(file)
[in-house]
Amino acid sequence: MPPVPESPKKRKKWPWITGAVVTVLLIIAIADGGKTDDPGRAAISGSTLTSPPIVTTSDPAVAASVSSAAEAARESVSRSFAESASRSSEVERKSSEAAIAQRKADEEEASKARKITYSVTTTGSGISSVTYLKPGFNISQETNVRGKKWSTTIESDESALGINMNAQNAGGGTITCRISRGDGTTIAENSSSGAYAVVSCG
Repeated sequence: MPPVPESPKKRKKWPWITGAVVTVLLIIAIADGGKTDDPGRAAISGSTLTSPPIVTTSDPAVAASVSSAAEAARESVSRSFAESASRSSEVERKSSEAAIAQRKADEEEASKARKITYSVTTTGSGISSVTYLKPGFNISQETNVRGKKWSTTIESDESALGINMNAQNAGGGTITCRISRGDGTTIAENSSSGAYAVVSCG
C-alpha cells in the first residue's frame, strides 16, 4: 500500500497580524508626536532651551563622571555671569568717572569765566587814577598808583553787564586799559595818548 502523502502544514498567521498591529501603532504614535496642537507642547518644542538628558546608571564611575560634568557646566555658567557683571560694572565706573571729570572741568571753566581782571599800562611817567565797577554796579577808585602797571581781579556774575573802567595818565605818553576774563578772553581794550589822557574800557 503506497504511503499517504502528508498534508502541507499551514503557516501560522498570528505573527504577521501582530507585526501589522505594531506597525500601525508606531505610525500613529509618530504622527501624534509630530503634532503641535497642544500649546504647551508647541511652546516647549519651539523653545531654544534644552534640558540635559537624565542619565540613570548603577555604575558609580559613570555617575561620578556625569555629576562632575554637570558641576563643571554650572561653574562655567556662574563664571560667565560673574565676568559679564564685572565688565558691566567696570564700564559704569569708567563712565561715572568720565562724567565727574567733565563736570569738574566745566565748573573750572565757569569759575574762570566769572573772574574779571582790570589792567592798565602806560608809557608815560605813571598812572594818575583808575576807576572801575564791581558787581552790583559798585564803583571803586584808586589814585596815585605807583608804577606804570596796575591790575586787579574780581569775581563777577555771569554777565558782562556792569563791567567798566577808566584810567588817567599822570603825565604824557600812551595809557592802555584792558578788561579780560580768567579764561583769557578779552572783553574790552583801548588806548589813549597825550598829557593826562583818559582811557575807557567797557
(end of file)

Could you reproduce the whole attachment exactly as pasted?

[in-house]
Amino acid sequence: MPPVPESPKKRKKWPWITGAVVTVLLIIAIADGGKTDDPGRAAISGSTLTSPPIVTTSDPAVAASVSSAAEAARESVSRSFAESASRSSEVERKSSEAAIAQRKADEEEASKARKITYSVTTTGSGISSVTYLKPGFNISQETNVRGKKWSTTIESDESALGINMNAQNAGGGTITCRISRGDGTTIAENSSSGAYAVVSCG
Repeated sequence: MPPVPESPKKRKKWPWITGAVVTVLLIIAIADGGKTDDPGRAAISGSTLTSPPIVTTSDPAVAASVSSAAEAARESVSRSFAESASRSSEVERKSSEAAIAQRKADEEEASKARKITYSVTTTGSGISSVTYLKPGFNISQETNVRGKKWSTTIESDESALGINMNAQNAGGGTITCRISRGDGTTIAENSSSGAYAVVSCG
C-alpha cells in the first residue's frame, strides 16, 4: 500500500497580524508626536532651551563622571555671569568717572569765566587814577598808583553787564586799559595818548 502523502502544514498567521498591529501603532504614535496642537507642547518644542538628558546608571564611575560634568557646566555658567557683571560694572565706573571729570572741568571753566581782571599800562611817567565797577554796579577808585602797571581781579556774575573802567595818565605818553576774563578772553581794550589822557574800557 503506497504511503499517504502528508498534508502541507499551514503557516501560522498570528505573527504577521501582530507585526501589522505594531506597525500601525508606531505610525500613529509618530504622527501624534509630530503634532503641535497642544500649546504647551508647541511652546516647549519651539523653545531654544534644552534640558540635559537624565542619565540613570548603577555604575558609580559613570555617575561620578556625569555629576562632575554637570558641576563643571554650572561653574562655567556662574563664571560667565560673574565676568559679564564685572565688565558691566567696570564700564559704569569708567563712565561715572568720565562724567565727574567733565563736570569738574566745566565748573573750572565757569569759575574762570566769572573772574574779571582790570589792567592798565602806560608809557608815560605813571598812572594818575583808575576807576572801575564791581558787581552790583559798585564803583571803586584808586589814585596815585605807583608804577606804570596796575591790575586787579574780581569775581563777577555771569554777565558782562556792569563791567567798566577808566584810567588817567599822570603825565604824557600812551595809557592802555584792558578788561579780560580768567579764561583769557578779552572783553574790552583801548588806548589813549597825550598829557593826562583818559582811557575807557567797557